Republican mayoral candidate Joe Lhota heaped praise on Mayor Michael Bloomberg’s education legacy in a speech this morning, commending the current mayor for achieving “incredible” results, and admonishing his Democratic rivals for failing to give him equal praise.
Mr. Lhota pointed to a smattering of improvements on state tests, as well as the city’s jump in graduation rates–which actually dipped slightly this year.
“I believe these results are incredible,” said the former deputy mayor, speaking at an Association for a Better New York breakfast at the New York Hilton Hotel in what was billed as the first major policy speech of his campaign. Coincidentally, the remarks came a day after the city’s powerful teachers’ union endorsed former Comptroller Bill Thompon, who has promised to roll back many of Mr. Bloomberg’s most controversial policies.
But Mr. Lhota criticized the union’s the influence, and argued that when crime dropped under his old boss Rudy Giuliani, electeds fell “all over themselves to join in taking credit.” Today, he said, Mr. Bloomberg has been forced to stand alone, without the support of the Democrats vying to succeed him, or the teachers’ union.
“I look at the great success of the Bloomberg administration with the education system in our City and I ask, ‘Where are the other elected officials? What are they saying? Where is the support of these officials for the achievements of Mayor Bloomberg. Why aren’t they rallying around him?'” he said. “The answer is: They are afraid.”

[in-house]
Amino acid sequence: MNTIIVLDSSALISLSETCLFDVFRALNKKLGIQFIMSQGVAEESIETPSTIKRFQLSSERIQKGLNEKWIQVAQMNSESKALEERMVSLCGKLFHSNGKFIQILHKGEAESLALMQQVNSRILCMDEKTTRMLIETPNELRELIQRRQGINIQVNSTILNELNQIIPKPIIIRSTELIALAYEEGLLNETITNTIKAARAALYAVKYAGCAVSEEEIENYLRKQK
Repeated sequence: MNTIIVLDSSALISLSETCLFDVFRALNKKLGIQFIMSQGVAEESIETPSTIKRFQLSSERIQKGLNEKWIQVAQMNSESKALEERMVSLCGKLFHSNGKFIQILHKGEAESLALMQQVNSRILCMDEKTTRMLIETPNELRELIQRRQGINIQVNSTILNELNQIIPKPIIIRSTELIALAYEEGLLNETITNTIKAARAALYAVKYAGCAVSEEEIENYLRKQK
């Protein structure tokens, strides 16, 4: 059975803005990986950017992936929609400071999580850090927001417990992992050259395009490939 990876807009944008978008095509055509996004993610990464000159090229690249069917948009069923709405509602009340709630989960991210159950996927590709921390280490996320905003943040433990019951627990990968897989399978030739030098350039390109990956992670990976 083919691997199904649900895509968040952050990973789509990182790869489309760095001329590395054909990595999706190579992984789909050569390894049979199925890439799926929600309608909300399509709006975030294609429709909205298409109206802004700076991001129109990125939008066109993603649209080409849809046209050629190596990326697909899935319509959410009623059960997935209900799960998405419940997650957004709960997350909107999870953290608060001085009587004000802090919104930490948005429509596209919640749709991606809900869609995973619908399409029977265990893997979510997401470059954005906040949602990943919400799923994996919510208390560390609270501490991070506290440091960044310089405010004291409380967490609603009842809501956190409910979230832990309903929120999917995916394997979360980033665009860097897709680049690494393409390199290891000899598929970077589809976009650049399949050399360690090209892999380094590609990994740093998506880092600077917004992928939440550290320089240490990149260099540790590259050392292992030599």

Unlike the Democrats running, he said, “I will not pander to the union. I am willing to cooperate with the UFT, but labor should not expect me to give them a backrub in an election year like so many other candidates.”
It’s not the first time Mr. Lhota has aligned himself with the current administration as he tries to sell himself as the socially liberally, fiscally responsible, law-and-order candidate who will protect the “fragile” gains the city has made in recent decades in areas ranging from crime to schools.
Like Mr. Bloomberg, he trumpeted mayoral control, declaring, “Anyone who suggests that they will weaken Mayoral Control is dead wrong, and afraid to be held accountable.” He further vowed to double the number of charter schools “at a minimum, ” in addition to longer school years and school days and better pre-K programs.
Still, Mr. Lhota acknowledged some of the criticism leveled against the current mayor, saying the city must do more to work with teachers.
“We need to uplift teachers. Teachers are the solution, not the problem,” he said. “Teachers need to know that when I am mayor, I will be their greatest advocate, an advocate even stronger than their union.”
In a scrum with reporters after the speech, Mr. Lhota insisted he wasn’t targeting Mr. Thompson, who once headed the now-defunct Board of Education that was criticized in Mr. Lhota’s remarks. Still, he downplayed the value of the endorsement. “I guess it’s good for Bill. You know, I’m not so sure. They don’t have a great track record in selecting the next mayor. It’s been 24 years,” Mr. Lhota reflected. “I think you have to take union endorsements with a grain of salt.”
If the speech was meant to appeal to Mr. Bloomberg’s supporters, he definitely succeeded.
“One day after @BillThompsonNYC pledges fealty to the UFT, @JoeLhota4Mayor speaks truth to power in strong pro ed reform speech. Kudos!” twetted Deputy Mayor Howard Wolfson, who has become the mayor’s online attack dog,
“Great speech,” he later raved.